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Fresh Food For Families

people delivering emergency food

Fresh Food for Families Initiative Delivers 200,000 Healthy Meals During Pandemic

DSAL, working together with the Sheriff's Office and ALL IN Alameda County, has delivered 200,000 healthy meals during the pandemic. This is a huge milestone for the community and another benchmark achieved as we work to keep the community healthy and safe through Community Capitals Policing.

Launched shortly after the beginning of the COVID-19 crisis, the meal delivery effort, called Fresh Food for Families, provides nutritious meals for home-bound seniors, medically vulnerable patients, and families experiencing food insecurity and hunger as a result of the COVID-19 crisis. Meals are delivered by formerly incarcerated people in partnership with the Alameda County Probation Department. The initiative also pays struggling, local food businesses to produce up to 1,000 meals per week for delivery and distribution.

“By providing meals to families in need, we’re doing the work we signed up to do, which is to deter crime and create a better environment for everyone. Delivering 150,000 meals and building capacity to deliver 10,000 meals per week represent major milestones for our Community Capitals Policing initiative,” said Gregory Ahern, Sheriff, Alameda County.

Another milestone: The Fresh Food for Families effort has steadily increased meal production capacity to 10,000 meals per week. This means we’re feeding more families while also supporting more of our local food businesses to create and retain jobs and keep them in business.

“I am beside myself with joy and gratitude. My son was so excited, and he literally said, ‘This food is from heaven.’ Thank you so much.”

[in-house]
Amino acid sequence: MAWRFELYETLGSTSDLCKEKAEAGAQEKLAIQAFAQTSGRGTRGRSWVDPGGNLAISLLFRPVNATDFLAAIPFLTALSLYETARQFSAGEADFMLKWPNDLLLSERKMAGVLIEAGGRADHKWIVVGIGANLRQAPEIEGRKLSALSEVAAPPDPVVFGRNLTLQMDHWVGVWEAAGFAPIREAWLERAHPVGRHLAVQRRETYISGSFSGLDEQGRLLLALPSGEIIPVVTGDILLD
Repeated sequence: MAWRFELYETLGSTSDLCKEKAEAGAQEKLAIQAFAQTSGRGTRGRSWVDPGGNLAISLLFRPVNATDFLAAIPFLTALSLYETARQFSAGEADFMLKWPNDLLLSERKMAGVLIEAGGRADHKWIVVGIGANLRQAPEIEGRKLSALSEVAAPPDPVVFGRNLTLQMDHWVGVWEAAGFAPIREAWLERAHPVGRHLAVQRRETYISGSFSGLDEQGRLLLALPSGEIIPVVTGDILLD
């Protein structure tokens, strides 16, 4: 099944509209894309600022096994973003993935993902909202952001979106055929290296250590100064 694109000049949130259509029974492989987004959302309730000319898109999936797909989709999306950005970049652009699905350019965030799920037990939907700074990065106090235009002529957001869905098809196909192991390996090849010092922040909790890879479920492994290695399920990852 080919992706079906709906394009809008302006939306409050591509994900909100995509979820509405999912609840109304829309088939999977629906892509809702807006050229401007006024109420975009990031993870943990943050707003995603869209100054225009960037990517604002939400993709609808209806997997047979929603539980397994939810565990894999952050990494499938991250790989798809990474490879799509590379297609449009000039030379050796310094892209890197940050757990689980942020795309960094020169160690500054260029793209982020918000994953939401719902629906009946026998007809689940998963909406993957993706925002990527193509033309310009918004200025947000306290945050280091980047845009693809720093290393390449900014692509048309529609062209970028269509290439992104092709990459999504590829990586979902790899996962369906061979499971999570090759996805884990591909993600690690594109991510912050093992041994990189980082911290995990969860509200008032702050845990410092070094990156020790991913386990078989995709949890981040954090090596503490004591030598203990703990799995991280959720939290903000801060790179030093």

– Fresh Food for Families Recipient

“The grant really helps,” said Dawn Deardorf, Co-owner, Aurora Catering. “Knowing the income is there, that we’re doing something good for the community, and that we can bring back some of our staff—it’s a win-win-win all the way across the board.”

“The grant was a lifeline,” said Lashawn Raybon, Owner, I AM Café, “It let me keep my doors open. I’ve been able to bring in help on Saturdays, and it also gives me flexibility to buy the ingredients I need to so I can still offer my main recipes.”

None of this would be possible without Dig Deep Farms and the Dig Deep Farms Food Hub, which we launched in January 2020, just before the crisis hit.

The Fresh Food for Families initiative was made possible through seed funding from the Stupski Foundation, the Hellman Foundation, and the Community Development Block Grant program. The work is now being sustained by the Alameda County Social Services Agency’s Emergency Food Distribution Vendor Pool. Funds are now available to continue the Fresh Food for Families initiative through June.

The Emergency Food Production grant program is just one part of Community Capitals Policing, a 15-year-long effort to strengthen social cohesion, repair trust, and improve public safety through strategic investments in the community. Meals for the Emergency Food Production program are assembled at the 3,300-square-foot Dig Deep Farms Food Hub. The meals are then delivered by people reentering the community from incarceration through a unique partnership with the County’s Probation Department.

“COVID-19 has interrupted all of our lives, but for food insecure families, seniors, and other vulnerable populations, the pandemic has been especially difficult,” said Supervisor Wilma Chan, Alameda County Board of Supervisors. “Social determinants of health, like food security, nutrition, and social isolation, have major impacts on people’s health and emotional wellbeing. I’m proud of the combined efforts of our partners and local food businesses for reaching these incredible milestones.”


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